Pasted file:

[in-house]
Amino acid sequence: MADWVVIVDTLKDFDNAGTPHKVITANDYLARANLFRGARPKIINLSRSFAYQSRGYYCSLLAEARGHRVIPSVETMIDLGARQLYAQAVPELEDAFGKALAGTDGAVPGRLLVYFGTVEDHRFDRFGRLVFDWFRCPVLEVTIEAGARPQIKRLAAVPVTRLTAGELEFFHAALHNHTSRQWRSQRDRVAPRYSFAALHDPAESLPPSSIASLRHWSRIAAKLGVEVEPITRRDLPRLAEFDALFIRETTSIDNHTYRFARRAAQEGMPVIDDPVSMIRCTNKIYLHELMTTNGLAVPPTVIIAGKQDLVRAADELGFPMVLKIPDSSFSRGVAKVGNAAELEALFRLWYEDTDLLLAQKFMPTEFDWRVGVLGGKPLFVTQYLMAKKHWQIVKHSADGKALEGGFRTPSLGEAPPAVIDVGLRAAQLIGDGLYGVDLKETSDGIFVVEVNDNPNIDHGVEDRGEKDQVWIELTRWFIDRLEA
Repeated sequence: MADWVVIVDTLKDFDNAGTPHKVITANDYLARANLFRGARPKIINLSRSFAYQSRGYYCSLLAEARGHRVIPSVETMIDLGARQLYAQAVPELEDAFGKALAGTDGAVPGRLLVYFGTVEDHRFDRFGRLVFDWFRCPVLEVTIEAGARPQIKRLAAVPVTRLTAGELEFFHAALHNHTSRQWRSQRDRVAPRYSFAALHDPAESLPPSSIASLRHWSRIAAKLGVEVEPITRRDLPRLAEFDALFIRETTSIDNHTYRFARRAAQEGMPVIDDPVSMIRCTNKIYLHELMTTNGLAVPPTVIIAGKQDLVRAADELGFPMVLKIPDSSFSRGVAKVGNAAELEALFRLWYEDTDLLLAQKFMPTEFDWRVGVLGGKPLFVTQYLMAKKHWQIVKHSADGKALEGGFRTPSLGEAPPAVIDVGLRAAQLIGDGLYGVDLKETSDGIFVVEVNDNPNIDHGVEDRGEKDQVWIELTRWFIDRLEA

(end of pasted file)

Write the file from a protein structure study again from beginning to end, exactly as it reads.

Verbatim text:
[in-house]
Amino acid sequence: MADWVVIVDTLKDFDNAGTPHKVITANDYLARANLFRGARPKIINLSRSFAYQSRGYYCSLLAEARGHRVIPSVETMIDLGARQLYAQAVPELEDAFGKALAGTDGAVPGRLLVYFGTVEDHRFDRFGRLVFDWFRCPVLEVTIEAGARPQIKRLAAVPVTRLTAGELEFFHAALHNHTSRQWRSQRDRVAPRYSFAALHDPAESLPPSSIASLRHWSRIAAKLGVEVEPITRRDLPRLAEFDALFIRETTSIDNHTYRFARRAAQEGMPVIDDPVSMIRCTNKIYLHELMTTNGLAVPPTVIIAGKQDLVRAADELGFPMVLKIPDSSFSRGVAKVGNAAELEALFRLWYEDTDLLLAQKFMPTEFDWRVGVLGGKPLFVTQYLMAKKHWQIVKHSADGKALEGGFRTPSLGEAPPAVIDVGLRAAQLIGDGLYGVDLKETSDGIFVVEVNDNPNIDHGVEDRGEKDQVWIELTRWFIDRLEA
Repeated sequence: MADWVVIVDTLKDFDNAGTPHKVITANDYLARANLFRGARPKIINLSRSFAYQSRGYYCSLLAEARGHRVIPSVETMIDLGARQLYAQAVPELEDAFGKALAGTDGAVPGRLLVYFGTVEDHRFDRFGRLVFDWFRCPVLEVTIEAGARPQIKRLAAVPVTRLTAGELEFFHAALHNHTSRQWRSQRDRVAPRYSFAALHDPAESLPPSSIASLRHWSRIAAKLGVEVEPITRRDLPRLAEFDALFIRETTSIDNHTYRFARRAAQEGMPVIDDPVSMIRCTNKIYLHELMTTNGLAVPPTVIIAGKQDLVRAADELGFPMVLKIPDSSFSRGVAKVGNAAELEALFRLWYEDTDLLLAQKFMPTEFDWRVGVLGGKPLFVTQYLMAKKHWQIVKHSADGKALEGGFRTPSLGEAPPAVIDVGLRAAQLIGDGLYGVDLKETSDGIFVVEVNDNPNIDHGVEDRGEKDQVWIELTRWFIDRLEA